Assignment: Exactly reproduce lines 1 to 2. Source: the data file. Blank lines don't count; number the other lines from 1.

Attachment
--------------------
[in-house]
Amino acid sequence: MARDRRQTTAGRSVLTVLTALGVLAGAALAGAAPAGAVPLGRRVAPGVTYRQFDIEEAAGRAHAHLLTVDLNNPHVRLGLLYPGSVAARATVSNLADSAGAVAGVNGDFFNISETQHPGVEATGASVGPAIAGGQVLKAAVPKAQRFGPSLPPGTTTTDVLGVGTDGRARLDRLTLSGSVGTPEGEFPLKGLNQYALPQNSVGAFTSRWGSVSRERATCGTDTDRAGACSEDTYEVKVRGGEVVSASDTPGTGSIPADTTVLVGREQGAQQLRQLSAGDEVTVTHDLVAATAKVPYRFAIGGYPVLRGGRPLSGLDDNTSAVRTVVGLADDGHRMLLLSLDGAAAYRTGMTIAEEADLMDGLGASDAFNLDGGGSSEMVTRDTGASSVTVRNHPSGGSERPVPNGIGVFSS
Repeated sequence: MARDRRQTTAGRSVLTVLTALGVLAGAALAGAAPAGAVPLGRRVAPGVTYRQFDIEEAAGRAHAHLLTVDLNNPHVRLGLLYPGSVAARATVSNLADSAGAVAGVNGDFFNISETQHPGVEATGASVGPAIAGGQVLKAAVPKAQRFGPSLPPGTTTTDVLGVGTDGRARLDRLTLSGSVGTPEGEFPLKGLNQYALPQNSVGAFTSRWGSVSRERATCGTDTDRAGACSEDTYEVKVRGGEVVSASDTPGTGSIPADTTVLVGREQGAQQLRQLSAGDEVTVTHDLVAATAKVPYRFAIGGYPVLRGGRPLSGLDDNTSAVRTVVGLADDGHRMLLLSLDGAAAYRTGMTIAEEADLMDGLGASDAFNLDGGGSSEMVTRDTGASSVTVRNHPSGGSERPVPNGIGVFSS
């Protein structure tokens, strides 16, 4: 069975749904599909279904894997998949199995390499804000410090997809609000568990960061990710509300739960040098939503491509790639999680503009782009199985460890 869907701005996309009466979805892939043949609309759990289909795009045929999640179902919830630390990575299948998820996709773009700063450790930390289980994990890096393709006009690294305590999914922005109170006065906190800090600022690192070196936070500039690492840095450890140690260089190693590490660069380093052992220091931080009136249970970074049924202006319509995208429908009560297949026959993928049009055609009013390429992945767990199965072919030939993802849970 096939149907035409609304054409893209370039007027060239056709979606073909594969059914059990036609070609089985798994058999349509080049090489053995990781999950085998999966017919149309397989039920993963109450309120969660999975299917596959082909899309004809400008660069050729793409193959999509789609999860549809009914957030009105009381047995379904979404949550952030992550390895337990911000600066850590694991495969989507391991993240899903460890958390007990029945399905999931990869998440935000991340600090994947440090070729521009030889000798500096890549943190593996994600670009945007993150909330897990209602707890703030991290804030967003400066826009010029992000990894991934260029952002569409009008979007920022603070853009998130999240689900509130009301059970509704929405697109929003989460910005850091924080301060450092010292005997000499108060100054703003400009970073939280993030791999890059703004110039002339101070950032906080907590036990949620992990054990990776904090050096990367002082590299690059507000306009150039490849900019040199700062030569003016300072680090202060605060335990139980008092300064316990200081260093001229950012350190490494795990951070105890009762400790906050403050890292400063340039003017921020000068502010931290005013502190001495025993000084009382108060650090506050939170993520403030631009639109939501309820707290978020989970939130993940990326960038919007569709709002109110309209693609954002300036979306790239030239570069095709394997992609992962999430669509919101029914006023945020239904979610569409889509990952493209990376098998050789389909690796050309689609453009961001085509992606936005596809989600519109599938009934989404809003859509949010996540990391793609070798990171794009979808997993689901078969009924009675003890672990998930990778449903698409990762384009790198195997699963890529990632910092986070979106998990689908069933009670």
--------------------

[in-house]
Amino acid sequence: MARDRRQTTAGRSVLTVLTALGVLAGAALAGAAPAGAVPLGRRVAPGVTYRQFDIEEAAGRAHAHLLTVDLNNPHVRLGLLYPGSVAARATVSNLADSAGAVAGVNGDFFNISETQHPGVEATGASVGPAIAGGQVLKAAVPKAQRFGPSLPPGTTTTDVLGVGTDGRARLDRLTLSGSVGTPEGEFPLKGLNQYALPQNSVGAFTSRWGSVSRERATCGTDTDRAGACSEDTYEVKVRGGEVVSASDTPGTGSIPADTTVLVGREQGAQQLRQLSAGDEVTVTHDLVAATAKVPYRFAIGGYPVLRGGRPLSGLDDNTSAVRTVVGLADDGHRMLLLSLDGAAAYRTGMTIAEEADLMDGLGASDAFNLDGGGSSEMVTRDTGASSVTVRNHPSGGSERPVPNGIGVFSS